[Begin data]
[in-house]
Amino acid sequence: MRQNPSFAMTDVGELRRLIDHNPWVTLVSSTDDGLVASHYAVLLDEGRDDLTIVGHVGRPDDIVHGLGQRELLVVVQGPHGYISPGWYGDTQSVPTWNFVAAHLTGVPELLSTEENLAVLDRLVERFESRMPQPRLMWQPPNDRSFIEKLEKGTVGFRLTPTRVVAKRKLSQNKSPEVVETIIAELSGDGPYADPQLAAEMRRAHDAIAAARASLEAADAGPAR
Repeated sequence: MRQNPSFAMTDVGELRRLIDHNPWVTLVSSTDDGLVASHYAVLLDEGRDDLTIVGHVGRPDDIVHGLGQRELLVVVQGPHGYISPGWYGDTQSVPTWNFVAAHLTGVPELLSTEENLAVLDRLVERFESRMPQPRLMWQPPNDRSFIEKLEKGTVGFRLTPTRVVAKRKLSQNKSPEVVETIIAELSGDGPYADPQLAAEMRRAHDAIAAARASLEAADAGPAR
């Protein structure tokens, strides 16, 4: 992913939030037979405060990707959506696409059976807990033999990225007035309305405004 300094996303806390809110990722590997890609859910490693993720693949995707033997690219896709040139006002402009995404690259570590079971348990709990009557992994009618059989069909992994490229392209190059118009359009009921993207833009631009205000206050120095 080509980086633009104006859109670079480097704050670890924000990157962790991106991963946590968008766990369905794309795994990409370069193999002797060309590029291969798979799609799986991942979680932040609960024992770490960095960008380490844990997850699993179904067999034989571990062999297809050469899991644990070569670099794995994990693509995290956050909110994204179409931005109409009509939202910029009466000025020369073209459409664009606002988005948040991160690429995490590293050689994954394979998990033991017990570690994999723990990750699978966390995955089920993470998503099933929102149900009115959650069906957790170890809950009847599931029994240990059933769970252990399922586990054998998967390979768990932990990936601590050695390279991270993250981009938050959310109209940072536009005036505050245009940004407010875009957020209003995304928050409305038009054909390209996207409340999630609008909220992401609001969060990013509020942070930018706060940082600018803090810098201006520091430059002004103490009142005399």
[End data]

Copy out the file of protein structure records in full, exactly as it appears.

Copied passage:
[in-house]
Amino acid sequence: MRQNPSFAMTDVGELRRLIDHNPWVTLVSSTDDGLVASHYAVLLDEGRDDLTIVGHVGRPDDIVHGLGQRELLVVVQGPHGYISPGWYGDTQSVPTWNFVAAHLTGVPELLSTEENLAVLDRLVERFESRMPQPRLMWQPPNDRSFIEKLEKGTVGFRLTPTRVVAKRKLSQNKSPEVVETIIAELSGDGPYADPQLAAEMRRAHDAIAAARASLEAADAGPAR
Repeated sequence: MRQNPSFAMTDVGELRRLIDHNPWVTLVSSTDDGLVASHYAVLLDEGRDDLTIVGHVGRPDDIVHGLGQRELLVVVQGPHGYISPGWYGDTQSVPTWNFVAAHLTGVPELLSTEENLAVLDRLVERFESRMPQPRLMWQPPNDRSFIEKLEKGTVGFRLTPTRVVAKRKLSQNKSPEVVETIIAELSGDGPYADPQLAAEMRRAHDAIAAARASLEAADAGPAR
């Protein structure tokens, strides 16, 4: 992913939030037979405060990707959506696409059976807990033999990225007035309305405004 300094996303806390809110990722590997890609859910490693993720693949995707033997690219896709040139006002402009995404690259570590079971348990709990009557992994009618059989069909992994490229392209190059118009359009009921993207833009631009205000206050120095 080509980086633009104006859109670079480097704050670890924000990157962790991106991963946590968008766990369905794309795994990409370069193999002797060309590029291969798979799609799986991942979680932040609960024992770490960095960008380490844990997850699993179904067999034989571990062999297809050469899991644990070569670099794995994990693509995290956050909110994204179409931005109409009509939202910029009466000025020369073209459409664009606002988005948040991160690429995490590293050689994954394979998990033991017990570690994999723990990750699978966390995955089920993470998503099933929102149900009115959650069906957790170890809950009847599931029994240990059933769970252990399922586990054998998967390979768990932990990936601590050695390279991270993250981009938050959310109209940072536009005036505050245009940004407010875009957020209003995304928050409305038009054909390209996207409340999630609008909220992401609001969060990013509020942070930018706060940082600018803090810098201006520091430059002004103490009142005399």